30 Henrietta St, Covent Garden, London WC2E 8NA


Hot on the success of Kitty Fisher’s, Cora Pearl opened in 2018 to a flurry of acclaim and rapture. You might already have heard about the iconic chips or the dreamy ham & cheese toastie, both of which surpass their reputation. Cora Pearl was, like Kitty, a courtesan. And if there
is any lesson that we should learn from her it is this – make your downfall your biggest success. Having been wooed by a cad and not wanting to tumble into
disrepute and grime like other fallen London ladies, Cora (or Emma Crouch as she was more prosaically born) hot-footed it to Paris and became quite the lady in demand. The restaurant too, is much in demand and is a study in decadent elegance. Intimate tables for whispering and furtive gazing. Subtle waiting staff sensibly suggest starting with a coupe of Champagne (every meal should start with a coupe of Champagne in my book). My advice is to eat as many of the smaller plates as possible. Devilled eggs, brown shrimp Ranhöfer, the legendary ham and cheese toastie. Then make a play for the cow’s curd agnolotti and the terracotta-red fish stew redolent of all the lusty shimmer of Marseille, festooned with croutons and clouds of gruyère. Pudding must be the trifle to share. Sneak in early for a pre-theatre special or have a long and luxurious Sunday lunch. Just know this: go once and you won’t be able to stay away – Cora Pearl will have you in her mesmerising clutches forever.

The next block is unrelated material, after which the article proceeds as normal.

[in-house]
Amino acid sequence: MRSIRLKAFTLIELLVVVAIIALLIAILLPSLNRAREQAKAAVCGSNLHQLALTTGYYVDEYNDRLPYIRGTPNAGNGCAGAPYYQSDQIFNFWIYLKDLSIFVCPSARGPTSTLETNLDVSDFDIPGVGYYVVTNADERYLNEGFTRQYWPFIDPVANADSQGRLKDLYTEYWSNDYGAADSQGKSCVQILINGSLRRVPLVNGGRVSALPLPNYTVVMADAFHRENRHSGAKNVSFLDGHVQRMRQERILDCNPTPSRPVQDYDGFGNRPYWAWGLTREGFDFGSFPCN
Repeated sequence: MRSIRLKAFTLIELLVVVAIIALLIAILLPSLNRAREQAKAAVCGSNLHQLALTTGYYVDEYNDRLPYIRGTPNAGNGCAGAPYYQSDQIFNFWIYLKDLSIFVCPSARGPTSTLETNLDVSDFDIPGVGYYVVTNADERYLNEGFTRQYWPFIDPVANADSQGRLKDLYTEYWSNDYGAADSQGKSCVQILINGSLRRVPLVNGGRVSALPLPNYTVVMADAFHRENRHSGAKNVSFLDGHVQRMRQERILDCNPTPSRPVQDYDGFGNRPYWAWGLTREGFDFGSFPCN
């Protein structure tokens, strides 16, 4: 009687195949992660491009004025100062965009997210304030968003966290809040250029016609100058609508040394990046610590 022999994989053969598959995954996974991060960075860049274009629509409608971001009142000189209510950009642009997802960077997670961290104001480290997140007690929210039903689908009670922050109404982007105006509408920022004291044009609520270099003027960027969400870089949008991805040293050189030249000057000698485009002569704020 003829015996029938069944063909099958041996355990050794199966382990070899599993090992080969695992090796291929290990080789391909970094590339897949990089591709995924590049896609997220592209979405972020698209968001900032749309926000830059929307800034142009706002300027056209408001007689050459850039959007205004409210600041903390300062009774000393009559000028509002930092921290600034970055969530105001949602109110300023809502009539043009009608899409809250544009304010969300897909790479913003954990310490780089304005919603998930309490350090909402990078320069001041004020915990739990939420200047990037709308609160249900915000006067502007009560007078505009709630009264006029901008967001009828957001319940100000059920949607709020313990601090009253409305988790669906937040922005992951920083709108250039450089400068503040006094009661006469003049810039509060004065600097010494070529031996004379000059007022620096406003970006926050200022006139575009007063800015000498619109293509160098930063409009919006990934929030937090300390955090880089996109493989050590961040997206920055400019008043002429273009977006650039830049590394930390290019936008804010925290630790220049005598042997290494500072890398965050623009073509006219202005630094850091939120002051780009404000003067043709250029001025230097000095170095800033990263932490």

16 Maiden Ln, Covent Garden, London WC2E 7NJ


The Lady of the Grapes is my favourite new hangout on Maiden Lane. It is where I go with new dates, old flames or when I just want a really decent glass of wine. Let’s face it, sometimes the latter very easily trumps the former two and nowhere more so than this wine bar that champions female wine makers in an industry that has long had ‘male terroir’ written all over the label. Wines are assiduously chosen from small organic, natural or biodynamic vineyards and a heartening 70% of these are made by women. I’ll drink
to that, and then some. There are 15 wines available by the glass and many, many more to explore on the extensive list. Owner Carole Byron and her colleagues are on hand to advise, and the more adventurous are well rewarded. With the wines you should try as much of the charcuterie as you can, including the appropriately named Devil’s Mortar (a fiery nduja-esque riot for the tongue) and the truffled jambon. Then langoustine tails and perhaps a little St. Nectaire.